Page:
Sanu, aka: Sānu, Saṇu; 7 Definition(s)


Sanu means something in Buddhism, Pali, Hinduism, Sanskrit. If you want to know the exact meaning, history, etymology or English translation of this term then check out the descriptions on this page. Add your comment or reference to a book if you want to contribute to this summary article.

In Hinduism

Purana and Itihasa (epic history)

Saṇu (सणु).—A country of ancient India. (Mahābhārata, Bhīṣma Parva Chapter 9, Verse 43).

Source: Puranic Encyclopaedia

Sānu (सानु).—A son of Satyabhāmā and Kṛṣṇa.*

  • * Brahmāṇḍa-purāṇa III. 71. 247; Vāyu-purāṇa 96. 238.
Source: Cologne Digital Sanskrit Dictionaries: The Purana Index
Purana book cover
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The Purana (पुराण, purāṇas) refers to Sanskrit literature preserving ancient India’s vast cultural history, including historical legends, religious ceremonies, various arts and sciences. The eighteen mahapuranas total over 400,000 shlokas (metrical couplets) and date to at least several centuries BCE.

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Ayurveda (science of life)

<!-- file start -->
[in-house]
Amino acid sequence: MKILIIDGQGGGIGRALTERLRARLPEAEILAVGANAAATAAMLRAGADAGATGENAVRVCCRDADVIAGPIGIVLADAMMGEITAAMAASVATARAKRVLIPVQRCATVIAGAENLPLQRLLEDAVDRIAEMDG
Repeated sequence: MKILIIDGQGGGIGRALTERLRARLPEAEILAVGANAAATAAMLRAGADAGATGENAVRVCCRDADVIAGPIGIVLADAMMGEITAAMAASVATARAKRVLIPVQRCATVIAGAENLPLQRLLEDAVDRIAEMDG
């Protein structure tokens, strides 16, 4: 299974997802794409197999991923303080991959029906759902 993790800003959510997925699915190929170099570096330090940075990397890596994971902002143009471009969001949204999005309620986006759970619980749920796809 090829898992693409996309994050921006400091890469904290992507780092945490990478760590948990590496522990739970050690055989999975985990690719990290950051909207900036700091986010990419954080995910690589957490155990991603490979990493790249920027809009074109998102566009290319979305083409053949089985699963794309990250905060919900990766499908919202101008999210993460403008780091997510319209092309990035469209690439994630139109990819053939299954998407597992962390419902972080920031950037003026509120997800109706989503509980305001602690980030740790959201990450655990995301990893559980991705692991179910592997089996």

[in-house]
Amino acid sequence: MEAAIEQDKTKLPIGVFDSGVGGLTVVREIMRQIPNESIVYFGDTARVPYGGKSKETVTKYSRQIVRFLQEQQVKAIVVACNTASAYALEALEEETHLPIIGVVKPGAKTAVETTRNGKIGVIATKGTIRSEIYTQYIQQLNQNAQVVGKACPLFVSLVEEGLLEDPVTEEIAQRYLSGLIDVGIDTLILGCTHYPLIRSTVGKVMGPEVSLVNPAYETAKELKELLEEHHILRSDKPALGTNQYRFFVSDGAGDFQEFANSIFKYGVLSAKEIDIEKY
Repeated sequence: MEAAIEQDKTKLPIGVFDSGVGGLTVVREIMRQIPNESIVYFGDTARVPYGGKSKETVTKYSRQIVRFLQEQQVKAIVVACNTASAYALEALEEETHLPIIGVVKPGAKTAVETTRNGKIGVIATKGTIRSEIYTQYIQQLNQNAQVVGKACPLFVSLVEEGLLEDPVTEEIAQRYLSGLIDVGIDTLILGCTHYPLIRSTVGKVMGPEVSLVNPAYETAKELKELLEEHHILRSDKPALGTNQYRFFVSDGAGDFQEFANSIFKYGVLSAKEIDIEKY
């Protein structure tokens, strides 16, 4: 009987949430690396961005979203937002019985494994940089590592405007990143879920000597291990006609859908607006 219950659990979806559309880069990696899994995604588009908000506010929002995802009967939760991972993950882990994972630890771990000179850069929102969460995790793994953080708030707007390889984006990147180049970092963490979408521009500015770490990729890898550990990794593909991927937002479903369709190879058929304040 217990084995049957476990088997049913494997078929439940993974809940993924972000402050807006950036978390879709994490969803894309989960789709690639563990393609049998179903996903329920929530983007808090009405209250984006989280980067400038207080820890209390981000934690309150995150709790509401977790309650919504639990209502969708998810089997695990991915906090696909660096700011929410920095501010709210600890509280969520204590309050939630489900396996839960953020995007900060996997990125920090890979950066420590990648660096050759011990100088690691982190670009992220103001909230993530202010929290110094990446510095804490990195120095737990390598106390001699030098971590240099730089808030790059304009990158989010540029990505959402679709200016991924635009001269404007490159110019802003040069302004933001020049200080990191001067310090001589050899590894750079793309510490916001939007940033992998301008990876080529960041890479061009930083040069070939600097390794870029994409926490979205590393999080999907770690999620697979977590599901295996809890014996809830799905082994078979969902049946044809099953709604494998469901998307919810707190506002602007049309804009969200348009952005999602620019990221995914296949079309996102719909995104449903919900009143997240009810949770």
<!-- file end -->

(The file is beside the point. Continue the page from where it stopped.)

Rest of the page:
Sanu (सनु) or Sānu or Sānunī refers to the “top” or “peak” of a mountain (giri) according to the second chapter (dharaṇyādi-varga) of the 13th-century Raj Nighantu or Rājanighaṇṭu (an Ayurvedic encyclopedia). The Dharaṇyādi-varga covers the lands, soil, mountains [viz., Sanu], jungles and vegetation’s relations between trees and plants and substances, with their various kinds.

Source: Wisdom Library: Raj Nighantu
Ayurveda book cover
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Āyurveda (आयुर्वेद, ayurveda) is a branch of Indian science dealing with medicine, herbalism, taxology, anatomy, surgery, alchemy and related topics. Traditional practice of Āyurveda in ancient India dates back to at least the first millenium BC. Literature is commonly written in Sanskrit using various poetic metres.

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In Buddhism

Theravada (major branch of Buddhism)

He was born in a family of Savatthi after his father had left home for the ascetic life. The mother, naming him Sanu, took him at the age of seven to the monks for ordination, thinking thus to ensure for him supreme happiness. He was known as Sanu (Sanu Samanera) the Novice, and became a very learned teacher of the doctrine, practising the meditation of love (metta), and was popular among gods and men.